World's Most Stunning Skylines: FT

Guess who is on the list? Houston.


If you are like me, I have a great affinity for downtown skylines. Some people prefer great parks or beautiful ocean views. I happen to enjoy staring out onto towering concrete and steel structures. The Forbes Travelereight of the great urban silhouettes. came up with a list of world's most stunning city skylines. Check out






Chicago: From modern skyscrapers like the John Hancock Center and the Sears Tower—the world’s tallest high-rise building for more than 23 years ending in 1997—to earlier icons such as the 1895 Reliance Tower and 463-foot-tall Chicago Tribune Tower, completed in 1925, Chicago boasts a skyline of monumental proportions.




Sydney: More people recognize the glorious Sydney Opera House than have probably ever been to an opera.




Dubai: It was clear with the erection of the 1,053-foot-tall Burj al Arab Hotel in 1999 that the sheikdom of Dubai was bent on stealing the global skyline spotlight. Lest there be any doubt, consider that this year Dubai will be home to the tallest skyscraper in the world: the 1,900-foot Burj Dubai tower.




Seattle: Seattle’s location between Puget Sound and Lake Washington lends an impressive backdrop to its central skyline, of which the Space Needle has been the most recognizable feature since its completion in 1962.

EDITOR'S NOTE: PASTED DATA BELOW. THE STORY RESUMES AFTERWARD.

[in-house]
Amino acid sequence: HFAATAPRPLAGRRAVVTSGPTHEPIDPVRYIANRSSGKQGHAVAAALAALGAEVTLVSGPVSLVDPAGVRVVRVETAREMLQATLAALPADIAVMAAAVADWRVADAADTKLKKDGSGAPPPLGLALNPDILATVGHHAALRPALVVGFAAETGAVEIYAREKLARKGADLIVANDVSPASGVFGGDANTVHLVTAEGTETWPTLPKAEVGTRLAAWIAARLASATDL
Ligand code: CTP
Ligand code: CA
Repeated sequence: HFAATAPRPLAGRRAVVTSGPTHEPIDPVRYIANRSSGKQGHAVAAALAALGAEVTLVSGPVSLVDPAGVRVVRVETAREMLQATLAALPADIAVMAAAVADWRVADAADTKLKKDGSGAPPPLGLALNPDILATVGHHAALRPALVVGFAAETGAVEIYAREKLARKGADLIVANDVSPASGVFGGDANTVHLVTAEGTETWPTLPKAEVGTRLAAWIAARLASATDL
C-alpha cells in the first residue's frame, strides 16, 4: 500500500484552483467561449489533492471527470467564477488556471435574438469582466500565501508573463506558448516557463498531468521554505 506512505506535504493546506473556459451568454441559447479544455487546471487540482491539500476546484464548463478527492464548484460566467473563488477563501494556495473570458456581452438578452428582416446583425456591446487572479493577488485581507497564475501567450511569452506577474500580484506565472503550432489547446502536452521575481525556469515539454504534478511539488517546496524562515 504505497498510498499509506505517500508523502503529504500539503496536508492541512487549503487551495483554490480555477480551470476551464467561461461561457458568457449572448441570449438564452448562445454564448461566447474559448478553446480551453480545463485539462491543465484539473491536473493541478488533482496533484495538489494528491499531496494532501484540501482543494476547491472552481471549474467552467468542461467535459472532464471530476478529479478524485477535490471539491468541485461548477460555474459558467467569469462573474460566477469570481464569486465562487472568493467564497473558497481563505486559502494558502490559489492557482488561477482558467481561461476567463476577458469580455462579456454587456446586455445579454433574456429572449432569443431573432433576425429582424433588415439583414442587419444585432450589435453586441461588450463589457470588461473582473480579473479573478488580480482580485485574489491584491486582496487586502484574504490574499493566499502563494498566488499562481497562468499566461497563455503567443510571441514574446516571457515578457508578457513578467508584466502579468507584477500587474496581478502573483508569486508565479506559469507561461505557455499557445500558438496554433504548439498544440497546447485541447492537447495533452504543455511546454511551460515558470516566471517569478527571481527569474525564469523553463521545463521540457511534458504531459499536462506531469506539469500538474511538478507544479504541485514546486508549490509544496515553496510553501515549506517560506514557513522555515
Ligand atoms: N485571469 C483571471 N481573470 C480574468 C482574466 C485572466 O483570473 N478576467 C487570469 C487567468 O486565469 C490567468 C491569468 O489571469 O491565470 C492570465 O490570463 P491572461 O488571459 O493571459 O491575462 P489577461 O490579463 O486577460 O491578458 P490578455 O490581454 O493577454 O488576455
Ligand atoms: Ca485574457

Paris: It’s an absence of skyscrapers that defines the French capital’s skyline (with no usable surfaces, the Eiffel Tower doesn’t count). Thanks to its concentration of historic slate gray-roofed six and seven-story buildings, many of which date from the mid-19th century and before, Paris has a remarkably uniform skyline for a city of its size.






London: London’s Parliament and Big Ben “were skyscrapers in their time,” say architects Peter Stamberg and Paul Aferiat. “And today London has some amazing modern buildings, such as The London Eye and the Norman Foster-designed ‘Gherkin’ building, which looks like a giant pickle.




Houston: “Houston has the Transco Tower and also Pennzoil Place, two towers that kiss,” say New York architects Peter Stamberg and Paul Aferiat, “and all three are Philip Johnson buildings.”




Pittsburgh: Pittsburgh has one of America’s great unsung skylines.

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